Yesterday, Crip Camp Sweden started – an initiative to take Crip Camp: The Online Experience, a webinar aired from the US on Sundays every week the whole summer. Crip Camp Sweden follows the original both in topic and time with the first meeting covering the disability community, disability identity, and disability culture.
How do we define the disability community? Does it even exist and if so: who belongs to it? Since forever, there have been a practice to lump and squeeze people together based only on premises of abilities. With vague terms such as “diagnose” and ”disease”, people have been grouped, often motivated with “shared experiences”. Experience of what? Medicalization? Structural oppression?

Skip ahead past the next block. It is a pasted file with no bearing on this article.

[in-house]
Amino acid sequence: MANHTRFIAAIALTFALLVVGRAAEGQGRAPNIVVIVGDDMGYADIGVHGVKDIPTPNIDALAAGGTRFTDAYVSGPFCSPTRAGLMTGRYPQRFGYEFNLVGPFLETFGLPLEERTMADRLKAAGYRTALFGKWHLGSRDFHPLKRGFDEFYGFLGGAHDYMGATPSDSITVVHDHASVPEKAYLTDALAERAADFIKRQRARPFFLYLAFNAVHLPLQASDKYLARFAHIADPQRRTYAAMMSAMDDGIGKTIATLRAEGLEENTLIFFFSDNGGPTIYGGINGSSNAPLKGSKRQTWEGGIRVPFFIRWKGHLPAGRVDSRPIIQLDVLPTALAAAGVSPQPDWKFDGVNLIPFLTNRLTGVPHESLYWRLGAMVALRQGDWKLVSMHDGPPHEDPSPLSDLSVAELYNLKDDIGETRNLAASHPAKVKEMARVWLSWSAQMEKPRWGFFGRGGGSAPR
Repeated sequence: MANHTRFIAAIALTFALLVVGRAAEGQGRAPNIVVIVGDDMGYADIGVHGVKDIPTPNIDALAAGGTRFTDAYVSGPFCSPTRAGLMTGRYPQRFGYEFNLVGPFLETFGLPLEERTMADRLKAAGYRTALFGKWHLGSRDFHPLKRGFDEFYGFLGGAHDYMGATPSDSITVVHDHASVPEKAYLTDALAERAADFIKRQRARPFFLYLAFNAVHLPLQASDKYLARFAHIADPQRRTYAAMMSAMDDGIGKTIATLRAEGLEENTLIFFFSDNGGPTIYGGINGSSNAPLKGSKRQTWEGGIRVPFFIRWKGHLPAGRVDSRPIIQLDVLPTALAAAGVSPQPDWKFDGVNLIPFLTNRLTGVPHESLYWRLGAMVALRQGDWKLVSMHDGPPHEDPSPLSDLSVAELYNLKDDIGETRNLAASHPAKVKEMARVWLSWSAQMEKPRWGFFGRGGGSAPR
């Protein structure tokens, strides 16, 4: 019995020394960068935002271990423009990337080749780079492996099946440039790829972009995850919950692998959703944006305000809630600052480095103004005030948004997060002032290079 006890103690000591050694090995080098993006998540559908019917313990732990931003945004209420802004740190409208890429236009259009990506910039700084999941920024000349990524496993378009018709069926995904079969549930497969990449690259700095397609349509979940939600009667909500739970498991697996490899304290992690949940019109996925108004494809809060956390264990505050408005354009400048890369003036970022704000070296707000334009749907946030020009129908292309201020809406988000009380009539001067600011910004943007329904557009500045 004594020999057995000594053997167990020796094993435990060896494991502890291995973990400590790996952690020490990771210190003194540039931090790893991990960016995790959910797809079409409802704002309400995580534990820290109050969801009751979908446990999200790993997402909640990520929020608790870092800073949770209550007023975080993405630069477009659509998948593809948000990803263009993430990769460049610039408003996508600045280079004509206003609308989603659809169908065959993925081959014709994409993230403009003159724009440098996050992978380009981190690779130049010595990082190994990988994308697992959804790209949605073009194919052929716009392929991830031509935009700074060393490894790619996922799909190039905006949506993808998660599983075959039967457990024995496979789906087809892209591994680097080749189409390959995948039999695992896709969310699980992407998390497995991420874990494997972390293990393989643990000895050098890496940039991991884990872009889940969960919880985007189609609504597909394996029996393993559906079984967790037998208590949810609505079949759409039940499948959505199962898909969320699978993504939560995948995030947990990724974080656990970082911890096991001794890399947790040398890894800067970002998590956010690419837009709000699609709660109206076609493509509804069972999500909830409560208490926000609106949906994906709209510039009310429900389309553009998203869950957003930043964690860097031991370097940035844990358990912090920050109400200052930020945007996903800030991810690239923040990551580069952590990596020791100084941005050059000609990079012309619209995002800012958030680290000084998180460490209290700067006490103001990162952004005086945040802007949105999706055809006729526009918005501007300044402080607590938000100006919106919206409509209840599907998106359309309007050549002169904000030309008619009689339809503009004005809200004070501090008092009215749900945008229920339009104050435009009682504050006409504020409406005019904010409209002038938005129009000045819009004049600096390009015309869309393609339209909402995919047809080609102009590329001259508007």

Maybe, this is what makes the disability community so important. A platform in society to raise issues, together, as well as being able to share an agenda. Topics, such as human rights, Independent Living, and autonomy. At the meeting yesterday, several of us talked about the complexity in having a crip identity. Getting a stamp saying “this is how your body works”, almost always given by someone bit sharing your experience, is a weird way to be defined as a person. It is odd to be defined by an outsider, especially a stranger, and for crips, this is happening almost on a daily basis. Rather than to be defined based on the model of medicalization, identity should be defined by the shared experiences in lack of inclusion. No matter if it is about inaccessible steps, lack of an ASL interpreter, or a mental barrier stating “people like you should not be here”, it is in the shared fury we all come together. Maybe it is time to stop diagnosing individuals and instead putting the banner Out of Order on society at large. That – if something – is what I would like to get from of a crip community!